Conclusions: In comparison of GR and CLF, DC showed no statistical difference in both curing modes. However, dual and self-cured GR has statistically higher Tg values and lower percentage of softening in ethanol than CLF. Polymerization characteristics of dual-cure core build-up composites have superiority in dual-cured mode than self-cured.
Purpose: We previously investigated the effects of team-based learning (TBL) on fixed prosthodontic education and reported that TBL could have higher efficiency with high student satisfaction than traditional lecture. In the current report, we introduced flipped classroom to the fixed prosthodontic education and compared their effectiveness based on the final examination score in addition to TBL.
Methods: Participants were 41 students from Tokushima University School of Dentistry who attended a fixed prosthodontics course. The first six classes adopted the flipped classroom style while the latter eight classes adopted TBL. To evaluate the relationship between learning styles and their effectiveness, we compared results from the term-end examination between the curriculum covered by flipped classroom and TBL-style classes. To draw comparisons, a referential examination with the same questions was conducted to eight faculty members who had not attended any of these classes.
Results: Term-end examination results showed that TBL classes had slightly higher scores than flipped classroom classes. Referential examination results also showed higher scores for the same curriculum and no significant interaction was found between class formats and the term-end and referential examination scores. Analysis revealed no noticeable difference in the effectiveness of the class formats.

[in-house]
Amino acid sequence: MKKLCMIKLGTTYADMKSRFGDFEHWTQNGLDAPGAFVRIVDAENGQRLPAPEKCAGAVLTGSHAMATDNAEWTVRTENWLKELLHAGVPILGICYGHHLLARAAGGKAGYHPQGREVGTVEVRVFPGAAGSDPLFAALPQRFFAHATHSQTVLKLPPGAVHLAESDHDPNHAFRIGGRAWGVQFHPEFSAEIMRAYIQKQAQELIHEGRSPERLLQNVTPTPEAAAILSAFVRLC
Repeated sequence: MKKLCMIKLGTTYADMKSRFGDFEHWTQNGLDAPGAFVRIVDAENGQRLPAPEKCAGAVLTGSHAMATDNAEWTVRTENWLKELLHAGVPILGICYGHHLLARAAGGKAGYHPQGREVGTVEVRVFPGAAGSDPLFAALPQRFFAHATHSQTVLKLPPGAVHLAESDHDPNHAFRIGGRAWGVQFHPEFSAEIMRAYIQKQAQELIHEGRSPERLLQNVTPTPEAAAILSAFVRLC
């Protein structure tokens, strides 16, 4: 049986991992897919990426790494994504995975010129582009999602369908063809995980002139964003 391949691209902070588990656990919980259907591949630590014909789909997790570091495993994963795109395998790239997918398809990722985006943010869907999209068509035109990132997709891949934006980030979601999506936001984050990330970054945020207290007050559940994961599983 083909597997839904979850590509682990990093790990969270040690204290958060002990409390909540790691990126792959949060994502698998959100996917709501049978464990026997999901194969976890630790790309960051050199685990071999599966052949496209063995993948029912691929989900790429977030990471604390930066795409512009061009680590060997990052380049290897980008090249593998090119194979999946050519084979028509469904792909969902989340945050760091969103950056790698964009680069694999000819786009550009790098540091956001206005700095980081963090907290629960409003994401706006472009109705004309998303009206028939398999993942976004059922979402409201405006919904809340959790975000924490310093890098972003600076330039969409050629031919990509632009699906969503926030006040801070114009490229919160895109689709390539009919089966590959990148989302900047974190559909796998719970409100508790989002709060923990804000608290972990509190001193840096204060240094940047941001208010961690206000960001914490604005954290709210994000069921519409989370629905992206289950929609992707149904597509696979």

Conclusion: Our previous study reported that TBL had higher efficiency than traditional style lecture. In the current study, there was no statistical difference in the examination score between flipped classroom and TBL. Therefore, we conclude that both styles are highly effective than traditional style lecture and constitute valid formats for clinical dental education.
Purpose: Implant supported full-arch immediate prosthesis (also called the immediate Brånemark protocol) revolutionized dental clinical practice due to the aesthetic/functional benefits it offers to the patient. This work presents a simplified and efficient technique for implant supported full-arch immediate prosthesis fabrication.
Methods: After diagnosing the necessity of the protocol, the implants were installed with a minimum torque of 35 N cm. For implant impression, the use of previously prepared castable cylinders (dispensing with impression posts), and a U-shaped acrylic (Mello technique) generated a cast without distortion. The Brånemark protocol was fabricated on this cast without the metal test specimen.
Conclusion: The simplified technique proposed in this article for Brånemark protocol fabrication seemed to be effective.